My Engine Is Idling

Great Depression

The economic pundits seemed convinced that this economic crisis will go on for a while – a year or two or longer. And we all know that cutting back will actually making the situation worse for others – after all, we are each other’s economic engine, but mine seems to be idling.

Always ahead of the curve, we felt fortunate to sell our home at a 25% discount before Hank Paulson made that practice the standard. We got out of the market when the Dow was in the low eights the last time. The seldom used second car was sold. Eating out anytime became eating out every now and then until it became reserved for a special occasion. As did travel. Gift giving turned into craft projects. Subscriptions weren’t renewed. Books traded. Software upgrades skipped. Insurance shopped. Coupons clipped, organized and used. Generics and store brands became preferred. Ironing and mending replaced the dry cleaner and the trash bin. Our hair got longer between visits. Prescriptions were second guessed or dispensed with. Routine doctor visits were no longer routine. Our light bulbs were replaced and turned off. HBO became a distant memory. With our thermostat turned down, I’m sitting here in my long johns and flannel pants, two pairs of socks, two shirts and sweater, eating my dinner out of a bowl for the uptenthed time… I apologize. I’ve tried to write that line where it will come across light or funny and can’t.

As an abashed baby boomer who occasionally ate breakfast out of a bowl, but never dinner, I am struck with how often, recently, we have done so. Made use of what’s in the pantry for a hearty soup or bowl of beans (in addition to being great at so many things, my wife is also an inspired, creative, resourceful and wonderful cook – if you are interested in some recipes, leave a comment and maybe she’ll post ways to make chicken soup out of chicken, well, you know). There is certainly nothing wrong with eating dinner in a bowl. In fact, it is very good for me, but… eating dinner in a bowl is a symbol of the great depression (so far our depression has not, yet, been deemed, “great”). I suspect we will all be eating out of bowls often for the next while and I wonder where cutbacks and downsizing will lead. No, I know where they will lead. The choices will become more like Sophie’s.

Mourning or whining about cutting back must be a terrible insult to those who defined their luxuries as a second helping of rice (and, perhaps, tedious to those who still benefit from Bush’s tax cuts). Despicable really, but tens of millions of heretofore well-to-do Americans are facing the fear that they may have waited too late. The stakes are high and it is not the only fear to fear.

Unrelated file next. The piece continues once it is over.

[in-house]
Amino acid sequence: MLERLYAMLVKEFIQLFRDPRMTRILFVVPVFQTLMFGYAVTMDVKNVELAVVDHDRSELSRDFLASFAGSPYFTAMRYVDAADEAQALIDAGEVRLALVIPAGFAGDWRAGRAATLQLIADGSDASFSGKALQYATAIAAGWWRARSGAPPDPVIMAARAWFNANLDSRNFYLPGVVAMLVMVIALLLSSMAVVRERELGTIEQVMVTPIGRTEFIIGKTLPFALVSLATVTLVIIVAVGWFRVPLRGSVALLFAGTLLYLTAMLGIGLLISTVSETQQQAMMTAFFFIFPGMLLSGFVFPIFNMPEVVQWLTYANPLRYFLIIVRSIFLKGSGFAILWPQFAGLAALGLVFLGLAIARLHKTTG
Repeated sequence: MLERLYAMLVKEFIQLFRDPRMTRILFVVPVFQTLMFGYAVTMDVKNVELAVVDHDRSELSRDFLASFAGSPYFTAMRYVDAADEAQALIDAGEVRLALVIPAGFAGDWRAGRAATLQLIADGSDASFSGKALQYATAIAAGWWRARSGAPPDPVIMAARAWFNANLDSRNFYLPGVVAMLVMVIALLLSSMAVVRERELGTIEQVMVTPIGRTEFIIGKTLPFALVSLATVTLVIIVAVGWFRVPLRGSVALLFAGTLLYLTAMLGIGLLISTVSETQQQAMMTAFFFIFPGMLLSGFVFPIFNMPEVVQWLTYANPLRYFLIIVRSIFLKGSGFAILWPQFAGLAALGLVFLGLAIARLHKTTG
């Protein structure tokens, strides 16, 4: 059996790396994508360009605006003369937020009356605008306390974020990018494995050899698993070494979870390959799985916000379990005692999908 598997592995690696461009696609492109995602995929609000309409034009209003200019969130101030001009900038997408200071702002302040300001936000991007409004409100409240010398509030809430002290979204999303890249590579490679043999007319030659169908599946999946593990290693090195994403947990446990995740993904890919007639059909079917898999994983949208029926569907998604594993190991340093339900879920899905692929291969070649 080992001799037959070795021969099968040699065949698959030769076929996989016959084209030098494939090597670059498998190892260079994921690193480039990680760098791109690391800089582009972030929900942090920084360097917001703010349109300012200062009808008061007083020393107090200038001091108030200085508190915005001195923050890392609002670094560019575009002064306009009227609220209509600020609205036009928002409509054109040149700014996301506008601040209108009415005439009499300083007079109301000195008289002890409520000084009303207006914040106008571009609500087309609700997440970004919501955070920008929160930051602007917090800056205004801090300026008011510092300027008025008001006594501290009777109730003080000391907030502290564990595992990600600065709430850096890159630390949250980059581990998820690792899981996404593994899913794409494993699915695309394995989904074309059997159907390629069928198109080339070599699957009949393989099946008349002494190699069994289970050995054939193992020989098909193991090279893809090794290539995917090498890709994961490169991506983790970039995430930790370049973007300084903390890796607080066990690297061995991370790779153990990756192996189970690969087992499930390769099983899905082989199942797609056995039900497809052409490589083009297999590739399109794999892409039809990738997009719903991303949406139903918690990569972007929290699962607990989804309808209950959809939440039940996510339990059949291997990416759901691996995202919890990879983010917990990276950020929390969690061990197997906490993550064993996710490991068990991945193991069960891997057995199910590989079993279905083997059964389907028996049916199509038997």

I know, I know, Iknow that Obama and the new Congress are going to act decisively and quickly on an $825 billion stimulus, but have you seen the details? They are gut wrenching. The devil in the details:

  • $550 billion for new schools, even more highways, (infrastructure spending will create some precious jobs, but will take time) unemployment and health benefits for out-of-work Americans (this will help a lot people, but assumes you had a job to lose – I’m self-employeed, but not allowed to fire myself even for cause). Sounds okay, but look at what it really is:
    • $41 billion for special education, school construction and other elementary and high school programs;
    • $16 billion to retrofit public housing for energy efficiency;
    • $6 billion for mass transit;
    • $1 billion to renovate and build new public health centers;
    • $1.5 billion for worker retraining programs;
    • $1.5 billion for services and shelters for the homeless;
    • A temporary $25 a week (wow) increase in unemployment checks and welfare support for needy families;
    • Workers who have lost their jobs would get temporary health subsidies and extended COBRA coverage (why not just address universal healthcare?);
    • Low income elderly and disabled would receive a one-time additional monthly payment;
    • $3.8 billion for new military and VA hospitals;
    • $650 million for coupons so you can buy a gadget to get digital television (this is important, because most of us won’t have cable anymore and won’t be able to watch tv);
    • $350 million to refurbish the National Mall (not a shopping mall), the Jefferson Memorial and the Smithsonian (oh, boy);
    • $16 billion in extra college financial aid with increased student loan limits and a $500 Pell grants increase (good, but a stimulus?);
    • $32 billion in direct spending and loan guarantees for new electricity transmission and grid improvements that, at least theoretically, will eventually help get wind, solar and other renewable energy (for what Al Gore says we need $400 billion to do);
    • $4 billion for government and housing agencies (not consumers) deal with foreclose and abandoned homes;
    • $1 billion for Head Start, preschools;
    • $3 billion for airport construction;
  • $275 billion in tax cuts including:
    • a whopping $500 cut for each of us that make below $75,000 a year (I get chills thinking about what I could do with $500 spread out over a year, what about you?);
    • but no fix to the AMT or tax credit for new hires.

That’s it. Really. Is this a joke? There’s some talk that some of the second $350 billion Wall Street Bailout will go to help consumers with foreclosure, but that it. That’s all the help you are going to get. Enjoy your soup.

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